Since the passage of the Forest Rights Act in 2006, powerful forces – forest officials in particular – have been doing their best to sabotage the rights of tribals and forest dwellers. Under the Modi government this sabotage has been reaching new heights, including trying to bypass the law by instituting parallel regimes, undercutting the law in the Supreme Court and facilitating grabbing of tribals’ resources. Now the Ministry of Tribal Affairs seems to be at it again.
Among the most powerful provisions of the Forest Rights Act is its recognition of forest dwellers’ right to manage, protect and conserve their “community forest resources” (CFR). This was the first time in Indian history that ordinary citizens have been given a legal power to protect the environment. Moreover, under the law, in every village where there are forest dwellers, under the law, it is mandatory to record and recognise community forest resource rights. But in spite of this legal provision, in most of the country, CFR rights have not been recognised. A 2015 analysis found that only 1.2 percent of the potential CFR areas in the country had been recognised – and the situation has hardly changed since.
As far back as April 2015, the Ministry had issued binding directions to all authorities on CFRs. These guidelines mandated that CFRs should be recorded as a new category of forests, that villages had the right to make their own plans in their own formats and to access funds for the same, and even provided that state governments could approach the Ministry for funds if required for this purpose.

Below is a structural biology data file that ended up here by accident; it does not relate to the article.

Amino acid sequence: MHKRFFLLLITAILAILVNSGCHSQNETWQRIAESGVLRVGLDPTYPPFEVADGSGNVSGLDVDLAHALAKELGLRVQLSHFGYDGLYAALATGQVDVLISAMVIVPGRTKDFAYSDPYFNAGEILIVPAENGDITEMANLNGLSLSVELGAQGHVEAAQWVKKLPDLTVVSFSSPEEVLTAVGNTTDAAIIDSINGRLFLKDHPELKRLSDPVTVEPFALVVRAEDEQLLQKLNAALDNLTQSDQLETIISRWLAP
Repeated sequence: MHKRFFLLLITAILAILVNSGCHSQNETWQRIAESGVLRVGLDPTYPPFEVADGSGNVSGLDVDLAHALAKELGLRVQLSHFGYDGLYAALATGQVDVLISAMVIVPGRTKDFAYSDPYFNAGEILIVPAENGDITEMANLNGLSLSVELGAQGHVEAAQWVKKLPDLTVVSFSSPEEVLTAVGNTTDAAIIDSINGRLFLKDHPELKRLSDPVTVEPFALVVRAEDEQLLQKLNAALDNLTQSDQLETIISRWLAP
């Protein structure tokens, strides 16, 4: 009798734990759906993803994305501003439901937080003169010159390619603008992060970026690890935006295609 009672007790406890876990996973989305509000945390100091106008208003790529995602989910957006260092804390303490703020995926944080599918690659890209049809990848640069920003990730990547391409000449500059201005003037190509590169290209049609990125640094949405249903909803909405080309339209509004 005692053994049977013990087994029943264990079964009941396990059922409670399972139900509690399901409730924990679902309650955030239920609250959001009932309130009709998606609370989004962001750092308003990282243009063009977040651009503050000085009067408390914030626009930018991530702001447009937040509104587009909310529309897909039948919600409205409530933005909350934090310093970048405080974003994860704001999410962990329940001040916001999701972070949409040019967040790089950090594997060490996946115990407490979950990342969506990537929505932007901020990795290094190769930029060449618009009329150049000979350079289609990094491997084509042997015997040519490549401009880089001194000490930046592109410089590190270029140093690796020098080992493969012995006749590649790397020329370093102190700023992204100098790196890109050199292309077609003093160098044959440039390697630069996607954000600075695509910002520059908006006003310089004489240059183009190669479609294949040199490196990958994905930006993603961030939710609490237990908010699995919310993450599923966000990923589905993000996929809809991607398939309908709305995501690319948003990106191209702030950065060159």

Perhaps precisely because they were so comprehensive, these guidelines were never implemented. Now, in 2020, instead of asking why its own binding orders were ignored, the Ministry set up another committee in February to “examine and recommend model guidelines for conservation,management and sustainable use of community forest resources (CFR Guidelines) under FRA.” This 15 member committee, chaired by Dr NC Saxena, also has forest officials among its members.
At best this is an exercise in bureaucratic wheel spinning. At worst, it is an attempt to sabotage this powerful provision by introducing procedural requirements that will make it impossible for communities to actually manage their forests. In either case, it is a betrayal of tribals and forest dwellers.
Hence we call upon the Ministry to:
(a) scrap this committee;
(b) list out all habitations in the country where FRA is applicable;
(c) organise records of the forests including maps and data, and hand them over to the concerned Gram Sabhas as per the Rules;
(d) ensure that all the eligible habitations are provided the necessary training and tools to generate and process CFR claims, also as required by the Rules;
(d) to direct state governments to constitute CFR management committee and operationalise CFR management on the basis of the 2015 guidelines.